Zinc auditions for a role in solar energy storage
The potential benefits of solar energy, says Sudhakar Neti, seem almost as endless as the clear Arizona sky when they are compared with the cost, the pollution and the politics of fossil fuels.
The shining sun radiates about 1,000 watts (1 kW) of energy per square meter of land, says Neti, a professor of mechanical engineering and mechanics. Every hour, the sun diffuses more energy onto the earth than the entire human population uses in a year. And sunlight is not confined by political boundaries or geography.
Harnessing energy from the sun can be cleaner than extracting energy from coal, oil or natural gas, Neti adds, and solar energy is versatile. Solar electric systems use photovoltaic cells to convert sunlight directly into electricity. Solar thermal systems employ panels of mirrors to concentrate sunlight and convert it into heat, which then is used to drive turbines or engines to generate electricity.
Neti and four other Lehigh researchers recently received a $1.5-million grant from the U.S. Department of Energy to tackle one of the biggest obstacles to the wider use of solar thermal technology – its storage.
The three-year award will enable the group to study two materials whose phase changes (from solid to liquid and vice versa) are optimal for the storage and release of energy generated by solar thermal systems.
The multidisciplinary makeup of Neti’s group reflects the variety of challenges posed by solar thermal storage technology.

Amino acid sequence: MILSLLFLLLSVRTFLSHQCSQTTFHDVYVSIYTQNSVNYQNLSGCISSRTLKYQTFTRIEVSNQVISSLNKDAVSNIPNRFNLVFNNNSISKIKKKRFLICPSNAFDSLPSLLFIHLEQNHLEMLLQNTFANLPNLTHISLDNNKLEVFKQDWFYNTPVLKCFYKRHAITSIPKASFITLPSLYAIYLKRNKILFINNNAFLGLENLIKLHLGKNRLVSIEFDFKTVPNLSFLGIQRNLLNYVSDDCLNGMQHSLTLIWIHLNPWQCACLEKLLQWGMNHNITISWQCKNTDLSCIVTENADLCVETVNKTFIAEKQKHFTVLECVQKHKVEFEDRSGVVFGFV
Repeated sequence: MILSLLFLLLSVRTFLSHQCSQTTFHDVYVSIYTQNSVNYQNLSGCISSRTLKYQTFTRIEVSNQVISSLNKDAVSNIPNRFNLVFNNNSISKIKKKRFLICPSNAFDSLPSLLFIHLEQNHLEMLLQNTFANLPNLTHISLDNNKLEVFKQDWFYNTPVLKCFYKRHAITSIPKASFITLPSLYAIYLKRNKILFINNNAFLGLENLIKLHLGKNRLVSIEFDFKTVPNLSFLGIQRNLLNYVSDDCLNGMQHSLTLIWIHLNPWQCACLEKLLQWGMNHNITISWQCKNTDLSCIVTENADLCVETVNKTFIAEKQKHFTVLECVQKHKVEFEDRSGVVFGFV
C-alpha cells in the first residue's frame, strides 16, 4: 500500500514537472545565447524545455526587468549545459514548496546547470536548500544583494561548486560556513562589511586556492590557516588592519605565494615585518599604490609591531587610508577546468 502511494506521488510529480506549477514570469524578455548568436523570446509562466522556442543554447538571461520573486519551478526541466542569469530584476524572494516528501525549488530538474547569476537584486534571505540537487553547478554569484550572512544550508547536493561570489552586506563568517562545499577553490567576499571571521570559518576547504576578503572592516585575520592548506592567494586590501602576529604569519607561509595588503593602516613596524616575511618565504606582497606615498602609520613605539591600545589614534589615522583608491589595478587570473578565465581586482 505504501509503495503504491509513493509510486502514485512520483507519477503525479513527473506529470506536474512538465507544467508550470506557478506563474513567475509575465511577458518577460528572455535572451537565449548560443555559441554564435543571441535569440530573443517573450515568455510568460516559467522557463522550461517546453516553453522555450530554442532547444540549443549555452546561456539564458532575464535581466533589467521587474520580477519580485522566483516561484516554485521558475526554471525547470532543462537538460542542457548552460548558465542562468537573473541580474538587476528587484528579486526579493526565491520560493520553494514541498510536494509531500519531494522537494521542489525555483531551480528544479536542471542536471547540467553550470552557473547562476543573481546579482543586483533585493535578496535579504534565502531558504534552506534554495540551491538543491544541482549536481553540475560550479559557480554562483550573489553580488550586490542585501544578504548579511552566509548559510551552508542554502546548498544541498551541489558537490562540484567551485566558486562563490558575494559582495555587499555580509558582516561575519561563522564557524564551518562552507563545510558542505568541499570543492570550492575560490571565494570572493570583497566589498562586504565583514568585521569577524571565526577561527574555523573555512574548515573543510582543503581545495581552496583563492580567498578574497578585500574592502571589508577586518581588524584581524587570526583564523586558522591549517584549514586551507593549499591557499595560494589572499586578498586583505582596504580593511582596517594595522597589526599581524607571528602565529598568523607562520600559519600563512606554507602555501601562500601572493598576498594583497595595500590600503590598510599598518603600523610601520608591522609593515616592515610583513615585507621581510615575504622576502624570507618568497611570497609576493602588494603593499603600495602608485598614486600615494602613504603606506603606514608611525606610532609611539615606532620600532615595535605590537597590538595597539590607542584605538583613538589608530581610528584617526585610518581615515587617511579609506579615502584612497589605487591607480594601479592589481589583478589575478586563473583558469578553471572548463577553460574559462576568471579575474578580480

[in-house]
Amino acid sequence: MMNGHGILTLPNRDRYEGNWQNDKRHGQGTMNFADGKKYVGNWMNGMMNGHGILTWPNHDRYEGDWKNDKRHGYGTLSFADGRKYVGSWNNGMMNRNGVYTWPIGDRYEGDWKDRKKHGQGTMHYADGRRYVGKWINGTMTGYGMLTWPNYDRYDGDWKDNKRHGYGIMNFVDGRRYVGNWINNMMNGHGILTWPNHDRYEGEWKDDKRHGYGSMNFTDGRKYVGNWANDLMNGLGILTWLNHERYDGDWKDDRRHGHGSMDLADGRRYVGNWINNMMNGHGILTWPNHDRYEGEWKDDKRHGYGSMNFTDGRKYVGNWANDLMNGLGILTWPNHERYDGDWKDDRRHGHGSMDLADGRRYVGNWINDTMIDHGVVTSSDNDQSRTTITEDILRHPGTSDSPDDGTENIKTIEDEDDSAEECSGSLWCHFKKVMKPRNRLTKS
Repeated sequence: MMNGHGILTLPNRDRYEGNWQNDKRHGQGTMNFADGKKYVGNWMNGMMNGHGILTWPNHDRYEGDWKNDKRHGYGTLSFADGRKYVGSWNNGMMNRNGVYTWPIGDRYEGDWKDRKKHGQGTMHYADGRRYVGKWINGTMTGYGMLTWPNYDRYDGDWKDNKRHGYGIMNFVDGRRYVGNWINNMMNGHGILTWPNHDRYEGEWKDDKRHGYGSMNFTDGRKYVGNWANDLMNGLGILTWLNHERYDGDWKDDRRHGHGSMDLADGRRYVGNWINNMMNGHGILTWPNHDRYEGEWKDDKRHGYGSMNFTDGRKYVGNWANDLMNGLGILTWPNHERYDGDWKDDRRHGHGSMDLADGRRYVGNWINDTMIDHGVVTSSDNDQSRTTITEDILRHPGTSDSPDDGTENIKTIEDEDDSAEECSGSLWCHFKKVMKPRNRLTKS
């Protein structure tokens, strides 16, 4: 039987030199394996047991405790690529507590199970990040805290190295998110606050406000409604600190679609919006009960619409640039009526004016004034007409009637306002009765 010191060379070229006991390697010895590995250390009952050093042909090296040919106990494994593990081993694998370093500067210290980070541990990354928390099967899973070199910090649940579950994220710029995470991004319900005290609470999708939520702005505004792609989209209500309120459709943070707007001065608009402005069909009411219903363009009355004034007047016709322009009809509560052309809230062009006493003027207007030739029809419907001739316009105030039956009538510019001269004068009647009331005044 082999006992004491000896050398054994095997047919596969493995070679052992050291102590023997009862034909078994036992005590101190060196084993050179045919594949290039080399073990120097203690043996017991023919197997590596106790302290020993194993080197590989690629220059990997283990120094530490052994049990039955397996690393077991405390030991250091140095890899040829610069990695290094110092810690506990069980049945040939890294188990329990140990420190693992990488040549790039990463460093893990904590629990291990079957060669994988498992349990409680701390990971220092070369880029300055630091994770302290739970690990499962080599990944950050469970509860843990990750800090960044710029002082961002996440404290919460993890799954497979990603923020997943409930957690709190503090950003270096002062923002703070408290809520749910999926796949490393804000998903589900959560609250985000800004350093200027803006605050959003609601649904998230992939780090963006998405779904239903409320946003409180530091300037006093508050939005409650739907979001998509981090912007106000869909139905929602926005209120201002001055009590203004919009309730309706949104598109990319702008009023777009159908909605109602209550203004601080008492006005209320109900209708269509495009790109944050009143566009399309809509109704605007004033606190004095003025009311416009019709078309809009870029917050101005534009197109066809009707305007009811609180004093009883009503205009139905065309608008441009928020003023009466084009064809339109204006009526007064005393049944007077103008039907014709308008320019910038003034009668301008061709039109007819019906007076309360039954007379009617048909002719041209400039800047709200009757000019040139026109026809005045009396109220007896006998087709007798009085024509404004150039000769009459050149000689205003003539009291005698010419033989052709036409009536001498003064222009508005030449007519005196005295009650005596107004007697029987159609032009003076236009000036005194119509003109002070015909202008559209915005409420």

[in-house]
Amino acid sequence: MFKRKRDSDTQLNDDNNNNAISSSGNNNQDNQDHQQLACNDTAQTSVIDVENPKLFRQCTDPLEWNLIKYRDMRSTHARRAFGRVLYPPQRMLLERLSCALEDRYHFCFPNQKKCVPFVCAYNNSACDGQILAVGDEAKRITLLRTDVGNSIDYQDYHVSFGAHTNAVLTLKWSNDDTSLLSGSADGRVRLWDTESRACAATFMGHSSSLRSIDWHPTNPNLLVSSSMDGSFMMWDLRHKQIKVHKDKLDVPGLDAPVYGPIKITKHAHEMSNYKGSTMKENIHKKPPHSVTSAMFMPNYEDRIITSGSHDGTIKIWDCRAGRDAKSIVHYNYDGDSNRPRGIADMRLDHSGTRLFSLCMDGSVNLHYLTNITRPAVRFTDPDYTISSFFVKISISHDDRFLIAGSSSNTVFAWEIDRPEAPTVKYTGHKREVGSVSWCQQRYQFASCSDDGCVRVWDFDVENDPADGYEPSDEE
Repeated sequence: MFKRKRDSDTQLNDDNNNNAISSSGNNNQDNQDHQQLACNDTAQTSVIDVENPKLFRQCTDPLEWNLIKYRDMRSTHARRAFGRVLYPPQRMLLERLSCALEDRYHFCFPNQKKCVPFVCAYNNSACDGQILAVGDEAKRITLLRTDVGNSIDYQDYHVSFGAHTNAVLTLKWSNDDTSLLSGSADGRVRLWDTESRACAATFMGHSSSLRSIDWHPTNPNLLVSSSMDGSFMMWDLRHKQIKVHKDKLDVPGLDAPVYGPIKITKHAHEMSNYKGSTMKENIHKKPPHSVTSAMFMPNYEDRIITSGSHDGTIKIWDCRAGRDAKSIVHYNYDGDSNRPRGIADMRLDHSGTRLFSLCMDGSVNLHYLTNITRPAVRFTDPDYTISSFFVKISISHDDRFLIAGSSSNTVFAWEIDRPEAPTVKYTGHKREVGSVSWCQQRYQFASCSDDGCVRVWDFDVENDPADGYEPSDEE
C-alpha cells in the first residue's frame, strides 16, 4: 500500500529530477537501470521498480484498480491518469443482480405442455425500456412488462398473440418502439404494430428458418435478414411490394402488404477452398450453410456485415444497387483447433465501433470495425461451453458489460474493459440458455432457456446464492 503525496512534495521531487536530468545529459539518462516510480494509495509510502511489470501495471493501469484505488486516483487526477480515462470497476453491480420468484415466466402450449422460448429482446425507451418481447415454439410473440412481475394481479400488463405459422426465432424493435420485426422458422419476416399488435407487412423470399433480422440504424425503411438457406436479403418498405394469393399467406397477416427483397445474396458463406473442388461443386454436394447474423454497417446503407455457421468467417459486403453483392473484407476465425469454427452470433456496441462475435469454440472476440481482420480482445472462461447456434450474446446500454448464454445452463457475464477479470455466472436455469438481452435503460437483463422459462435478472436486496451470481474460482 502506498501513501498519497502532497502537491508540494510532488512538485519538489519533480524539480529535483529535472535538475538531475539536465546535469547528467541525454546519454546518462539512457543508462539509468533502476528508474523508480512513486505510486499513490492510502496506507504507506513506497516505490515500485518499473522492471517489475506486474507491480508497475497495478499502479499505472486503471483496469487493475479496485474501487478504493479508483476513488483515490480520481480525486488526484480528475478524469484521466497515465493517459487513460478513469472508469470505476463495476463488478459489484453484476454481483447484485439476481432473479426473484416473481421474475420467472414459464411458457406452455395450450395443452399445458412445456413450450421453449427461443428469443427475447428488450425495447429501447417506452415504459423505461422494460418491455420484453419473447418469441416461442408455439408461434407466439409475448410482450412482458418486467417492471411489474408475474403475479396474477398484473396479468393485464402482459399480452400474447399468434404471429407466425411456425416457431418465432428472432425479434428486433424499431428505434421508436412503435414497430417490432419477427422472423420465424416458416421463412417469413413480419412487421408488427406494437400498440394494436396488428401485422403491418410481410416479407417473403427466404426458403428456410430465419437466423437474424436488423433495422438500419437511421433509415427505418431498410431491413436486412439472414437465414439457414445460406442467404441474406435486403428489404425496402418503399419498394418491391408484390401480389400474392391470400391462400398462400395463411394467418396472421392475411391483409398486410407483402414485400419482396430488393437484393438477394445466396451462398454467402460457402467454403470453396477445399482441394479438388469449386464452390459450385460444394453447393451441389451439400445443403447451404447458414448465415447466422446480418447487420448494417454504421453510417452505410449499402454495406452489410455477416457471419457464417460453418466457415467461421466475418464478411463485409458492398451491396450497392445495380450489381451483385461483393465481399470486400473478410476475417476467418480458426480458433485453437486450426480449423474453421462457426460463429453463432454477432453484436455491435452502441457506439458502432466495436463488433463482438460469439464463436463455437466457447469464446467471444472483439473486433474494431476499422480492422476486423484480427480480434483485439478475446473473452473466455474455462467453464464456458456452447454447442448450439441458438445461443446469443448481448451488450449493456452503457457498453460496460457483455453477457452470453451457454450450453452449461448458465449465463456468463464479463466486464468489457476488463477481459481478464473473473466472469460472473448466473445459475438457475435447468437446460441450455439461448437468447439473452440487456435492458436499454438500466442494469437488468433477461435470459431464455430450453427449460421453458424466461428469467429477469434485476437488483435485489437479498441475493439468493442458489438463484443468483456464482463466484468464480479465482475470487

Wojciech Misiolek, professor of materials science and engineering, is an expert in metals and metal processing. John Chen, professor emeritus of chemical engineering, is renowned for his work in heat transfer. Alparslan Oztekin, associate professor of mechanical engineering and mechanics, is a specialist in numerical calculations, and Kemal Tuzla, professor of practice in chemical engineering, is an expert in the packed heat bed transfer technology that the group will utilize in its storage system.
The proponents of solar energy hardly suffer from a lack of enthusiasm. The magazine Scientific American predicted a year ago that solar power could provide the U.S. with 70 percent of its electricity and more than a third of its total energy needs by 2050. Other observers predict a more modest increase in the portion of energy demand that will be met by solar and other forms of renewable energy.
In any case, the future of solar energy will depend in large part on cost and availability, says Neti. And these will require novel heat-transfer methods as well as new materials that enable solar facilities to store energy long enough so power can be generated on cloudy days and at night.
“We do not yet have the means of storing energy to make solar energy viable on a large scale,” says Neti. “Even in places like Arizona where sunshine is abundant, we need storage for the night.”
Two storage technologies now used by solar power plants are the pumping of compressed air into underground caverns and the use of insulated tanks filled with molten salt. But these are not capable of storing solar energy for more than a day.